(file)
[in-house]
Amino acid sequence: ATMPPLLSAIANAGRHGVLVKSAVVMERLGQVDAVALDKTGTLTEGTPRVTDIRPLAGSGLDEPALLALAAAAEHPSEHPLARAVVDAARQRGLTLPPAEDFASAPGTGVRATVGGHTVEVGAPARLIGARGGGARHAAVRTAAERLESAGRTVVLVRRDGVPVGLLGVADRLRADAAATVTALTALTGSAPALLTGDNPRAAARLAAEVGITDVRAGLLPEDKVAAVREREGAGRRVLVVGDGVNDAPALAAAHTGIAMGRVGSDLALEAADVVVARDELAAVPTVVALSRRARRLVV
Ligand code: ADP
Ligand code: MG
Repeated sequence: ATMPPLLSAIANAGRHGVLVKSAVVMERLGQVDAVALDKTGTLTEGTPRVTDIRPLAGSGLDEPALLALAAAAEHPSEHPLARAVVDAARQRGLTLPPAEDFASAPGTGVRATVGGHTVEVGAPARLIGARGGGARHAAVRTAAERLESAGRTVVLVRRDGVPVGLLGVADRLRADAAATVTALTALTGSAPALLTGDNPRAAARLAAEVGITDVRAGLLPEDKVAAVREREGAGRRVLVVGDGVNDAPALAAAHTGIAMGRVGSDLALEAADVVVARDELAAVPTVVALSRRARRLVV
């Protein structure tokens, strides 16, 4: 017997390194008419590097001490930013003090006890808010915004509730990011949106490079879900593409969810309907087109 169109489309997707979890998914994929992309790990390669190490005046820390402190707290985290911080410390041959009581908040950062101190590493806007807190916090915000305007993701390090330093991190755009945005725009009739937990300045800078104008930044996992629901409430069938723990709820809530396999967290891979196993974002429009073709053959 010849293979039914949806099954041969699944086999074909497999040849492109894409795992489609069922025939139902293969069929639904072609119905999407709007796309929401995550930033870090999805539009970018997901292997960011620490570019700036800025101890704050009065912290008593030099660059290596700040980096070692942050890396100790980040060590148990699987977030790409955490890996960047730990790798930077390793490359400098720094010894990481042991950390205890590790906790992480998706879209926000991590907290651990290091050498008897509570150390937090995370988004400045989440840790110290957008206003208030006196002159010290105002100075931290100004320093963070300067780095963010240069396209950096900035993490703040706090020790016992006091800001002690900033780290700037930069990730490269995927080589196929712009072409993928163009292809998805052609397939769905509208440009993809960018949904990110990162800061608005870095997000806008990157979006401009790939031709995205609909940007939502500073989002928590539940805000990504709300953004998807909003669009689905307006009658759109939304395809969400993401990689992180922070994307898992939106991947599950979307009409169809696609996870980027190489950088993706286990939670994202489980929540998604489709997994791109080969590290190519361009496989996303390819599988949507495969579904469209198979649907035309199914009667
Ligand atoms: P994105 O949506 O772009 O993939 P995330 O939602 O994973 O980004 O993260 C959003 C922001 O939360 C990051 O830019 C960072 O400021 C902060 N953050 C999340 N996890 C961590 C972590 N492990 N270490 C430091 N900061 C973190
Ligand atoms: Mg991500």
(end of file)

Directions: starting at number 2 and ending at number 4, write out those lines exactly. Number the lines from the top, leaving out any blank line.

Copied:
Amino acid sequence: ATMPPLLSAIANAGRHGVLVKSAVVMERLGQVDAVALDKTGTLTEGTPRVTDIRPLAGSGLDEPALLALAAAAEHPSEHPLARAVVDAARQRGLTLPPAEDFASAPGTGVRATVGGHTVEVGAPARLIGARGGGARHAAVRTAAERLESAGRTVVLVRRDGVPVGLLGVADRLRADAAATVTALTALTGSAPALLTGDNPRAAARLAAEVGITDVRAGLLPEDKVAAVREREGAGRRVLVVGDGVNDAPALAAAHTGIAMGRVGSDLALEAADVVVARDELAAVPTVVALSRRARRLVV
Ligand code: ADP
Ligand code: MG